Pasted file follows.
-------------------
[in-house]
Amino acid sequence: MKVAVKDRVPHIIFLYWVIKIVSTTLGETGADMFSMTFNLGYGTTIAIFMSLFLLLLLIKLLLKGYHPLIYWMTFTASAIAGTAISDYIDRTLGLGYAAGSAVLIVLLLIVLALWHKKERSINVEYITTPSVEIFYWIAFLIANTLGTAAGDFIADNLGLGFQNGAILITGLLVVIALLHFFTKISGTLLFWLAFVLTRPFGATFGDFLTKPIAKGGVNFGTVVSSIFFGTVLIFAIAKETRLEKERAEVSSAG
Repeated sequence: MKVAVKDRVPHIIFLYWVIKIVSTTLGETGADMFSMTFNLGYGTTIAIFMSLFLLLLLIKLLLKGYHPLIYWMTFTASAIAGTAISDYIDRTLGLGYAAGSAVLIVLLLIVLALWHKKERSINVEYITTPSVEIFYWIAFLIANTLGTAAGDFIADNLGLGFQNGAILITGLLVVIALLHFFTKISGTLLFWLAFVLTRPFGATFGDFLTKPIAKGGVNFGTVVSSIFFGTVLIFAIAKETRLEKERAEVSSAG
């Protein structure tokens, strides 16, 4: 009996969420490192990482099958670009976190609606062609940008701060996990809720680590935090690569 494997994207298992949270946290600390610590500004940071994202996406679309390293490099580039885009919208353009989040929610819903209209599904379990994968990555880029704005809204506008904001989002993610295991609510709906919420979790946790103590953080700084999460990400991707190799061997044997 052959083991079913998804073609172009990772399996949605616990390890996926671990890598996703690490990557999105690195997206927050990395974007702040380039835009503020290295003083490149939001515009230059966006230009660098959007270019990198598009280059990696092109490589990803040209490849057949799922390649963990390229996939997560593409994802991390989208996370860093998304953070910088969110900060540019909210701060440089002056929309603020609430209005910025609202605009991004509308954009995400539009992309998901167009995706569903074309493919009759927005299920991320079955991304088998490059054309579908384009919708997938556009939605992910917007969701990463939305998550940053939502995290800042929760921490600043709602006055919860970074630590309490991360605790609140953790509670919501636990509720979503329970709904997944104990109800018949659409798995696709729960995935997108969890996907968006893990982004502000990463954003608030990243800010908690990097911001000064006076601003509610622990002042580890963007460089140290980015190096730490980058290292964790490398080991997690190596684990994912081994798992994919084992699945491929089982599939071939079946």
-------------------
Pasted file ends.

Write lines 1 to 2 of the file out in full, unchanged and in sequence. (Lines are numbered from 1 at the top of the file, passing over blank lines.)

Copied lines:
[in-house]
Amino acid sequence: MKVAVKDRVPHIIFLYWVIKIVSTTLGETGADMFSMTFNLGYGTTIAIFMSLFLLLLLIKLLLKGYHPLIYWMTFTASAIAGTAISDYIDRTLGLGYAAGSAVLIVLLLIVLALWHKKERSINVEYITTPSVEIFYWIAFLIANTLGTAAGDFIADNLGLGFQNGAILITGLLVVIALLHFFTKISGTLLFWLAFVLTRPFGATFGDFLTKPIAKGGVNFGTVVSSIFFGTVLIFAIAKETRLEKERAEVSSAG